Every year, property taxes are rising and the volume of data real estate teams are working with continues to grow. As such, property tax teams are increasingly looking for ways to streamline data sharing across the organization. The ability to easily share data with internal teams, advisors, and third parties can streamline decision making for tax teams and connected departments.
We asked property tax teams what data sharing meant to them and what kind of data they were sharing. In this post, we’ll share insights and real-life experiences from property tax professionals.
At its core, data sharing is the act of making data available to whomever needs it. When it comes to real estate data, this might mean fellow members of your tax team, consultants, advisors, lawyers, or some other third party.
Real estate data is vast and can include many different elements depending on the industry and company. For example, a Property Tax Manager we spoke with in Oil and Gas highlighted the importance of future tax projections, accruals, budgets and forecasts, tax liabilities, and site details. All of these, he said, were key data points to share both within the property tax team, but also with non-property tax departments.
When we spoke to an industry professional working within a REIT, they were most focused on sharing data related to accounting, leasing and development, and tax jurisdiction information. Finally, a logistics REIT emphasized the importance of appeals, budgeting and forecasting, and tax bills.
Clearly, the importance of each type of data being shared depends on the industry, as well as the structure of departments within the company. However, there was one item common across all groups: data sharing must be timely and uniformly formatted so it can be easily understood and accessed when needed.
All industry professionals we spoke with agreed: the demand for data sharing has grown considerably. While this is being seen company-wide, it was particularly pronounced for property tax teams. That’s because property tax is quickly becoming one of the largest expenses that organizations incur. This has led to cross-functional teams prioritizing property tax, digging into the data to identify opportunities and understand trends.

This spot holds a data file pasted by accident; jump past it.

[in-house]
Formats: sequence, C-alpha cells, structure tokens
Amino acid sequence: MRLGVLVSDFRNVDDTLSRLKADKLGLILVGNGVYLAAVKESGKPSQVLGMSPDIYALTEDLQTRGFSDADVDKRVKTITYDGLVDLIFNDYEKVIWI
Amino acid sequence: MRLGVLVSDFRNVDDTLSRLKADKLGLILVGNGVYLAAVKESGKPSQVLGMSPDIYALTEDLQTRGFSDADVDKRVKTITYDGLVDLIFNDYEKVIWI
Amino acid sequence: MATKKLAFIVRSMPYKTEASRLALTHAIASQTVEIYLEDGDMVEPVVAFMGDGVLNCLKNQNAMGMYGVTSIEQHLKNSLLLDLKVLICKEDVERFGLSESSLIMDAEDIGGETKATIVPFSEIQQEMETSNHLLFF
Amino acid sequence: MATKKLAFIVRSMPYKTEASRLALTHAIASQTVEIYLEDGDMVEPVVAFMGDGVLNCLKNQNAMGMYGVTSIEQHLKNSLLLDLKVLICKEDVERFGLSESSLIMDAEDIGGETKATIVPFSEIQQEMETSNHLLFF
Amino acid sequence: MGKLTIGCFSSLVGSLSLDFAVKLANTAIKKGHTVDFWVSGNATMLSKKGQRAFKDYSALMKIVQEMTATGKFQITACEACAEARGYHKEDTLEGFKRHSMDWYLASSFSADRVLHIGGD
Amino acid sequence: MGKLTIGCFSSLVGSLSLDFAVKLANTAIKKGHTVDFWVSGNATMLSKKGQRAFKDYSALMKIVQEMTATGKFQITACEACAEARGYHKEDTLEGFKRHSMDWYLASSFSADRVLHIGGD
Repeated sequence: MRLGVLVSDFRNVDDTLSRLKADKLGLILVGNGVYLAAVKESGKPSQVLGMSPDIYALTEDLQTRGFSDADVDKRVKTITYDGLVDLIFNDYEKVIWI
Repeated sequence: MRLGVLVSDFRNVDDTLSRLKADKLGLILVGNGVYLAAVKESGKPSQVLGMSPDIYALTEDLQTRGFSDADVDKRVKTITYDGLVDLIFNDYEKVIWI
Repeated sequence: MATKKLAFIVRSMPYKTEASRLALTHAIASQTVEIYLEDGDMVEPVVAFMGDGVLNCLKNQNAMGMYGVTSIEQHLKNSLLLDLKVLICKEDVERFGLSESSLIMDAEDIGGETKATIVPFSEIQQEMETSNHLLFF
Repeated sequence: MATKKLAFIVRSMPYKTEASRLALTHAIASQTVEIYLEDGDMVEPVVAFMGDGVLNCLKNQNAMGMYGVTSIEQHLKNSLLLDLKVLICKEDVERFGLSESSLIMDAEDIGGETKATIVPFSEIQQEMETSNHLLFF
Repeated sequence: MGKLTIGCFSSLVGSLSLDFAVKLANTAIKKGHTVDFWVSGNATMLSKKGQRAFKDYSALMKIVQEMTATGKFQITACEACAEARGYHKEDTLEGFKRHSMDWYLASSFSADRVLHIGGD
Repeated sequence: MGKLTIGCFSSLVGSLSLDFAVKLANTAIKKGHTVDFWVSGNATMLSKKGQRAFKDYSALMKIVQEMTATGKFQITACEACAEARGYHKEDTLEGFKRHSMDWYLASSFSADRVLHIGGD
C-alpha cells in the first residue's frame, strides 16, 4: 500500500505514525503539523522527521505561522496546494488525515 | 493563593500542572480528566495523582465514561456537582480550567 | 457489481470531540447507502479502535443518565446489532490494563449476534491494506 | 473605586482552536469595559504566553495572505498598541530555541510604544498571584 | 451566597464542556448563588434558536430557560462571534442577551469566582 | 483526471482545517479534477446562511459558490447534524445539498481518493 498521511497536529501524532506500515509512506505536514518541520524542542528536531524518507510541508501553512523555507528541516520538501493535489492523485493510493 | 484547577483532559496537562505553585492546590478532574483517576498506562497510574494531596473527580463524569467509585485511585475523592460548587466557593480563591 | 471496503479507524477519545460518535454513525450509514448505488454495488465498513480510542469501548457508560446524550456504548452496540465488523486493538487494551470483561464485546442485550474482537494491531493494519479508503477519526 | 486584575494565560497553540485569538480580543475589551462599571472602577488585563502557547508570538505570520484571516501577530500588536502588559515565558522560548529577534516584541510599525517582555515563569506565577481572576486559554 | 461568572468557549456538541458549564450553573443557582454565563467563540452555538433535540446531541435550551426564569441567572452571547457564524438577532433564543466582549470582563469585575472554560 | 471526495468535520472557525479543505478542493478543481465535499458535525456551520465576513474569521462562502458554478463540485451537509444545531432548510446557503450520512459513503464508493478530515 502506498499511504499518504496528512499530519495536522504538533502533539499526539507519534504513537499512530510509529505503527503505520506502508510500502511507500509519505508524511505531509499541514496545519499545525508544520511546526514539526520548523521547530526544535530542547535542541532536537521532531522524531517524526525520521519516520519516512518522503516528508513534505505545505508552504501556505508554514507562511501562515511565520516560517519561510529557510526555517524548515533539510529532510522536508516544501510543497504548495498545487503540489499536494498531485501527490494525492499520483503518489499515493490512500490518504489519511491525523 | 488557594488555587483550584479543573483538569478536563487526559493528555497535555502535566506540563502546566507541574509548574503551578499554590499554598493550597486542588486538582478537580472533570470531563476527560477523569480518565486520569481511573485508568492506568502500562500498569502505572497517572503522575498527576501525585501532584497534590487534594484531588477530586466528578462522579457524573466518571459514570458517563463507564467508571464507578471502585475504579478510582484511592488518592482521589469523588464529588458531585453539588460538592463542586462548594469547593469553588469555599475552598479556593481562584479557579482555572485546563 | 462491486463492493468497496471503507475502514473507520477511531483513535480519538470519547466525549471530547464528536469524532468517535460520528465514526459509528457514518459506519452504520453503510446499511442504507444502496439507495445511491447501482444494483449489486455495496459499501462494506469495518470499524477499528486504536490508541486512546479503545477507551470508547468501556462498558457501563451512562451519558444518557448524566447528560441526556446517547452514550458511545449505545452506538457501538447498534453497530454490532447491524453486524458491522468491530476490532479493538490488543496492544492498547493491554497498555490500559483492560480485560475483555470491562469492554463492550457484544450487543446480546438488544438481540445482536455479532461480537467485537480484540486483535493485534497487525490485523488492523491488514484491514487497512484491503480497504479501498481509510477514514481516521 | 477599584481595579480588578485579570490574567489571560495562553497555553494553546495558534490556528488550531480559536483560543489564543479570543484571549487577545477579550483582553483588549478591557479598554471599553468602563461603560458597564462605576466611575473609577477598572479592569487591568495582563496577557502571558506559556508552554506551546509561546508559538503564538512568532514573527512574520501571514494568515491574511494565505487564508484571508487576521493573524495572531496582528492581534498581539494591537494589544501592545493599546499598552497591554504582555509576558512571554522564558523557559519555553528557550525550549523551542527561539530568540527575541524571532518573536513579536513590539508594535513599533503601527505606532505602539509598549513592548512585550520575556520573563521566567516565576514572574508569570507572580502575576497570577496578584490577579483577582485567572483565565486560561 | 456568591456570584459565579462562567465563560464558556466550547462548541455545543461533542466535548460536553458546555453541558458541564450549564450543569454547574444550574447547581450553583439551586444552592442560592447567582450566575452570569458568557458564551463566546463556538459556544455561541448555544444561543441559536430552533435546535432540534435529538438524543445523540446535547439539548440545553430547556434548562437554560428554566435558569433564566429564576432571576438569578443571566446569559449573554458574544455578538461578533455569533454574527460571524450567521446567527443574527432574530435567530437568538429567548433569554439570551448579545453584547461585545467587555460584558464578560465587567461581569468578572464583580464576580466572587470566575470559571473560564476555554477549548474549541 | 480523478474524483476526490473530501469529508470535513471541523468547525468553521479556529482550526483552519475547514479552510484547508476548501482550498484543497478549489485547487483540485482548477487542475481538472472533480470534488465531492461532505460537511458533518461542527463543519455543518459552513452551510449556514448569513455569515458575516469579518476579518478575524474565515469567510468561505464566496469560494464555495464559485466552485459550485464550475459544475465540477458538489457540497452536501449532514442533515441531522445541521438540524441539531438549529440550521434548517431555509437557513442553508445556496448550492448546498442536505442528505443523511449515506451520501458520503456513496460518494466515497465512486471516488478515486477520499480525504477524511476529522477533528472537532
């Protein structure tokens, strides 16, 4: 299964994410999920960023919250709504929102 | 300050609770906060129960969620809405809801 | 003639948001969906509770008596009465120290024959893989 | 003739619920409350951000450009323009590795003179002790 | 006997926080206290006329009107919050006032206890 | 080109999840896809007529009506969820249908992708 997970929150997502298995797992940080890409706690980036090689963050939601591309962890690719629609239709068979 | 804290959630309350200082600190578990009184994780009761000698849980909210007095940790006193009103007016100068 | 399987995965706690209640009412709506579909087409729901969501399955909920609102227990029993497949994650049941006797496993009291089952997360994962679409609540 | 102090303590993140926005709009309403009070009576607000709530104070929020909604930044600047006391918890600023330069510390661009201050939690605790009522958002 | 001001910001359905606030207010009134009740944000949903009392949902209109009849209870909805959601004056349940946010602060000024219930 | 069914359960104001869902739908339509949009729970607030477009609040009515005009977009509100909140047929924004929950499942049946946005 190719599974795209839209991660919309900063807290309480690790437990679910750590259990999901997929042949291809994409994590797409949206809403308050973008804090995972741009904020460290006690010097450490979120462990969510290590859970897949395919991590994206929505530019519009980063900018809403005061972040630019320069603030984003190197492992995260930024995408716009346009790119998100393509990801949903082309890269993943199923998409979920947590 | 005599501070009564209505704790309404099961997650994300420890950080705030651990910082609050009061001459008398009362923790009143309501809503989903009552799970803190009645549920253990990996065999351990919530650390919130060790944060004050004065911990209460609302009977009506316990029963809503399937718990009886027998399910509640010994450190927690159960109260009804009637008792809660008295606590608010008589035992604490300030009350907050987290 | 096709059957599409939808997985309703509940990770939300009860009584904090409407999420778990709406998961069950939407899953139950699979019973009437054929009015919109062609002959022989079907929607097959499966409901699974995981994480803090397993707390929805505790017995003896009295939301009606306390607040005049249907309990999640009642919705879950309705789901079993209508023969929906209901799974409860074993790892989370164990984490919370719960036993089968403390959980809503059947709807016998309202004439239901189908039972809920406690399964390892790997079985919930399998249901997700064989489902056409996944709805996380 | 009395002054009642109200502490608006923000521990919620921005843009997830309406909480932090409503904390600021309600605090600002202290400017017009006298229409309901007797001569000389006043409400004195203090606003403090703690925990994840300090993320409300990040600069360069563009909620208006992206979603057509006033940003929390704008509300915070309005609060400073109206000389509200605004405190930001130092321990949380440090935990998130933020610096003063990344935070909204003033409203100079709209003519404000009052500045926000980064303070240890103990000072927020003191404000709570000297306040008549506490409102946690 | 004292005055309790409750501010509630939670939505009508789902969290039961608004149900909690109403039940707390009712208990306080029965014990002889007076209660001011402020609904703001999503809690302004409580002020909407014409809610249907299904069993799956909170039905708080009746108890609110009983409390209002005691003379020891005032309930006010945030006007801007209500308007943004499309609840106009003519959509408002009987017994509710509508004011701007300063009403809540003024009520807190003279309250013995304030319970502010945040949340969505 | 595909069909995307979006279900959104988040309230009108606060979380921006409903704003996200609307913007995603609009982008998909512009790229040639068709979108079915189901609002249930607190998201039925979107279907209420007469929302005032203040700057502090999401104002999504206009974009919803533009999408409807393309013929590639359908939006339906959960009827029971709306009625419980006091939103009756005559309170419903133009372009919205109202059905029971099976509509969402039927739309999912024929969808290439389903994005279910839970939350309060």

Real estate teams are noticing other data-sharing trends, too. With software, the speed at which data can be shared has increased and data accessibility has improved. Property tax teams also say they feel better equipped to provide cross-functional teams the data they require quickly.
When we asked property tax professionals this question, some of the biggest challenges they cited were related to change management.
While real estate teams see the value of improving data-sharing processes and adopting integrated software solutions, budget constraints and IT resources may limit or slow adoption. What’s more, teams may be resistant to change or fear that implementing new software could be slow.
Of course, IT departments may have security concerns, which require time to audit new processes and systems.
Moreover, some tax teams may not want to share comprehensive property tax data sets, preferring instead to share only certain points. While the reasons for this vary, a key point was that providing too much data can actually slow down processes and lead to errors. Other departments may not understand property tax implications or lack context, leading them to come to differing conclusions from the person sharing the data. Thus, property tax teams may want to control exactly what data is being shared to avoid misinterpretation.
These are just a few of the ways data sharing is essential to today’s property tax teams and some of the challenges and insights shared by property tax teams. Want to learn more about what property tax professionals have to say about data sharing and connected systems? Request the session recording here.
Subscribe to our newsletter for the latest property tax management tips, tools, and resources right to your inbox